REVIEW: ‘Justice League: Last Ride,’ Issue #3

Reading Time: 3 minutes

Justice League Last Ride #3 - But Why Tho

Justice League: Last Ride #3 is published by DC Comics. Written by Chip Zdarsky with art by Miguel Mendonça. Colours by Enrica Angiolini and the letterer is Andworld Design. Set in the near future, the Justice League is long gone. Dissipated after an Apokolips attack led to the death of many members, the team are no longer on speaking terms. But the group is brought back by the Green Lantern Corps, who has captured Lobo. The Lanterns want the bounty hunter to stand trial, but there are many in the universe that want him dead. Batman has the perfect place to keep him safe: Apokolips. They set off across the galaxy in secret…

In this issue, the League reach the former home of Darkseid, The planet is mysteriously barren of New Gods, and the gas in the atmosphere makes any outside probes from detecting the heroes on the planet’s surface. Batman’s paranoia has him prepared for every eventuality, with defenders back on Earth serving as backup. Sat around a campfire, The Justice League await for a universe of evil to attack.

The plot is slow and methodical, consistent with the two previous issues. The steady way the issue unfolds helps set the anxious tone of Justice League: Last Ride #3. There is nervousness on every page, neither the characters nor the reader ever comfortable. Zdarsky doesn’t use flashbacks in this comic, but there are dream sequences that are reminiscent of the one utilised in #1. It creates a huge mystery. A brilliant aspect of the storytelling in this series is that so much of the history is assumed, told through dialogue instead of actually being shown what happened. This scintillates the imagination and leads to a surprise tards the end of the comic.

There isn’t any fighting, but the set-up of what is sure to be an immense battle is exciting. There are many fun cameos that reveal just how large this universe is, and how many corners of it will be seen in this comic.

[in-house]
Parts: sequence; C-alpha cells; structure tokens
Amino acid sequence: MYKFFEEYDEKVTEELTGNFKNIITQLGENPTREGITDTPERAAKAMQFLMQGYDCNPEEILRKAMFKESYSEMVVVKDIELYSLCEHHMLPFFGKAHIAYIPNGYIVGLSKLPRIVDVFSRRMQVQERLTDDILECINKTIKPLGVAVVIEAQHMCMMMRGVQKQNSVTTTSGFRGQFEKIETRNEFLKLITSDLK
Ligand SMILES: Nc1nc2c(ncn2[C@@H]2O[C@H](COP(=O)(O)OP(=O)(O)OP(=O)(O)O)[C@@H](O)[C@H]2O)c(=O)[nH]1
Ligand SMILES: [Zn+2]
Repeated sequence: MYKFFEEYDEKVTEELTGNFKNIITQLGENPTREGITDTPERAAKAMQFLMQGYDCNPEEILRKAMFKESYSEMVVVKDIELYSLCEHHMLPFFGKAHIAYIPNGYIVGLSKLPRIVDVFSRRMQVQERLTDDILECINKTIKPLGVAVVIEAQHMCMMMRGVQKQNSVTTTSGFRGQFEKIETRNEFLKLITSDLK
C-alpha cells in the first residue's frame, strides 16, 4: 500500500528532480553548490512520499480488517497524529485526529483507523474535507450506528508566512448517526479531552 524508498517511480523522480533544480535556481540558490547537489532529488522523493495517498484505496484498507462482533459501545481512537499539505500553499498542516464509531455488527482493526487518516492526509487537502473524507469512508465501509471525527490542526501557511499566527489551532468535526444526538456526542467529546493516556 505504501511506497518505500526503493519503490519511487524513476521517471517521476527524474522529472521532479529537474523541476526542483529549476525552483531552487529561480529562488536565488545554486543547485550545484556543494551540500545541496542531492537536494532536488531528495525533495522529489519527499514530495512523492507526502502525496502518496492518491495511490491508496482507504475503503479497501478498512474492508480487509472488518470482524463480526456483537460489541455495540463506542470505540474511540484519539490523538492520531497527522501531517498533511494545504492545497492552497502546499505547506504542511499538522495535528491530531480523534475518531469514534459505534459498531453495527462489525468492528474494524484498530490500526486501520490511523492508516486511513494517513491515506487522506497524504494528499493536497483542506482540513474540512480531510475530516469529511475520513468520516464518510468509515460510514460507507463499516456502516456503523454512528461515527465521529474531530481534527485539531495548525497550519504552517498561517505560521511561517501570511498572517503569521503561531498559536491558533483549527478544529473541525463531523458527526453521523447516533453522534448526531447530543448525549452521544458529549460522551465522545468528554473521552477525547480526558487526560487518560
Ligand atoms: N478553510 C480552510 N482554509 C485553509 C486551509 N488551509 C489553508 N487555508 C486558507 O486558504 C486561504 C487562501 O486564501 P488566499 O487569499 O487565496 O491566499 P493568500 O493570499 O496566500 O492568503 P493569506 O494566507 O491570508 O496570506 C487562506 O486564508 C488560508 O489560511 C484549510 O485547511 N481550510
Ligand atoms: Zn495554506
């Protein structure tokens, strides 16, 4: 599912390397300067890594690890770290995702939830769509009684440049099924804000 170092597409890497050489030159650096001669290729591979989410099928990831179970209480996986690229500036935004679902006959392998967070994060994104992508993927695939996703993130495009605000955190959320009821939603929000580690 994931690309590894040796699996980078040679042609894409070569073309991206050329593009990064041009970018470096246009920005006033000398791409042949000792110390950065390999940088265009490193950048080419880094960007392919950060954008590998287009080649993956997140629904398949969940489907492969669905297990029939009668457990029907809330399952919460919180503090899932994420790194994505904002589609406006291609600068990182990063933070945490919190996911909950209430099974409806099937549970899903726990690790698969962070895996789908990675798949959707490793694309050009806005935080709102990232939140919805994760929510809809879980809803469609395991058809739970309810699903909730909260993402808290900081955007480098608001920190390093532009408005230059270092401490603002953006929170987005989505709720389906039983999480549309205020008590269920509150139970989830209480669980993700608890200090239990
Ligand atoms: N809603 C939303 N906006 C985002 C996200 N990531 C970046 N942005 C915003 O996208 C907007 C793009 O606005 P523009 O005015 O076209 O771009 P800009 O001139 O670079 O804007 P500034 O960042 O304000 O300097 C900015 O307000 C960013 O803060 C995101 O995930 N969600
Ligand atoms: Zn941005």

Zdarsky’s character development and dialogue excel yet again. The beauty of his writing means that the reader will happily absorb a scene where the Justice League sit around a campfire on a barren planet with not a hint of violence or superpowers. The respect this team has, and the hurt they went through, is achingly sad. There are some remarks that each other make that sting, only possible when you know each other so much. Batman is superbly written, his tactical brain flawless in its efficiency. But the disappointment in himself and his failings still lingers.

The other character that shines within Justice League: Last Ride #3 is Wonder Woman. Diana has often considered the heart of the Trinity. But when the other two members can’t stand each other, she has to be the mind and the strength as well. A Batman who values strategy over sensitivity and a Superman whose confidence is shattered means that it falls to Diana to be the person that acts as the anchor for all of the team.

The art is superb. There is a scratchy natured to Mendonça’s lines, suggesting textures and details. All of the superheroes are muscular and powerful, without their proportions being overexaggerated. Their body shapes are all varied too, with Flash having a different upper body than Superman or Batman. There are brilliant details that add beauty and depth to the comic. Batman’s cowl and cape hanging by his bed as he sleeps. The way Flash’s body shifts as he yawns and stretches. All of these makes their bodies look authentic. 

The colours are simply stunning. For a planet ravaged by war and death, Angiolini’s colours make Apokolips beautiful. As the sun sets, the sky is blended between blue and orange. The campfire the League sit around has a gorgeous glow, as does the light from the Green Lanterns. Angiolini has a perfect balance within the tones they use. They are neither too dull to be boring or bleak, but also reduced in brightness so as not to be uncomfortable. 

The lettering is very good. Andworld Design rarely uses different word balloons, aside from the Green Lantern communications. This avoids any possible confusion or difficulty reading new fonts. 

Justice League: Last Ride #3 is a beautiful comic. This is a series that shows how different the Justice League can be if a writer removes one thing: spirit. These characters have been through something traumatic, and have been struggling to regain the spark they had between them. But Zdarsky uses a quiet issue such as this to try and rekindle some of the chemistry. Whilst it may lack action, this book has such perfect dialogue it would be a shame for a fight to disrupt that. This has the feel of the calm before the storm, waiting before all hell breaks loose. And not everyone may be here at the end of it.

Justice League: Last Ride #3 is available where comics are sold.

Justice League: Last Ride #3
5

TL;DR

Justice League: Last Ride #3 is a beautiful comic. This is a series that shows how different the Justice League can be if a writer removes one thing: spirit. These characters have been through something traumatic, and have been struggling to regain the spark they had between them.